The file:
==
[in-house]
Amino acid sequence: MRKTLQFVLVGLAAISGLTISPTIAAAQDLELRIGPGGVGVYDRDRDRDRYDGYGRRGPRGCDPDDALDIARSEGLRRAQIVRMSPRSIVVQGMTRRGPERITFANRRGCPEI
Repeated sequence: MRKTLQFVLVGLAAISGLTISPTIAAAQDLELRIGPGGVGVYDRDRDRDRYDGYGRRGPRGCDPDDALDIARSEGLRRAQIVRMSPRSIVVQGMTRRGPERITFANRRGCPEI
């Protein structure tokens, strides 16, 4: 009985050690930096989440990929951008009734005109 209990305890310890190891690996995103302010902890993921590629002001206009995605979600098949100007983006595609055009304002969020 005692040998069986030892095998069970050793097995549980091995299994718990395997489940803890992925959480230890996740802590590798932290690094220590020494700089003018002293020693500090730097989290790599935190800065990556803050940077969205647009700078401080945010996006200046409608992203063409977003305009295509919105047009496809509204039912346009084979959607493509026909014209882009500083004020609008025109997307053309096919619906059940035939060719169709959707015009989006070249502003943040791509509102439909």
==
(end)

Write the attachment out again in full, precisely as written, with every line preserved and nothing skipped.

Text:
[in-house]
Amino acid sequence: MRKTLQFVLVGLAAISGLTISPTIAAAQDLELRIGPGGVGVYDRDRDRDRYDGYGRRGPRGCDPDDALDIARSEGLRRAQIVRMSPRSIVVQGMTRRGPERITFANRRGCPEI
Repeated sequence: MRKTLQFVLVGLAAISGLTISPTIAAAQDLELRIGPGGVGVYDRDRDRDRYDGYGRRGPRGCDPDDALDIARSEGLRRAQIVRMSPRSIVVQGMTRRGPERITFANRRGCPEI
């Protein structure tokens, strides 16, 4: 009985050690930096989440990929951008009734005109 209990305890310890190891690996995103302010902890993921590629002001206009995605979600098949100007983006595609055009304002969020 005692040998069986030892095998069970050793097995549980091995299994718990395997489940803890992925959480230890996740802590590798932290690094220590020494700089003018002293020693500090730097989290790599935190800065990556803050940077969205647009700078401080945010996006200046409608992203063409977003305009295509919105047009496809509204039912346009084979959607493509026909014209882009500083004020609008025109997307053309096919619906059940035939060719169709959707015009989006070249502003943040791509509102439909």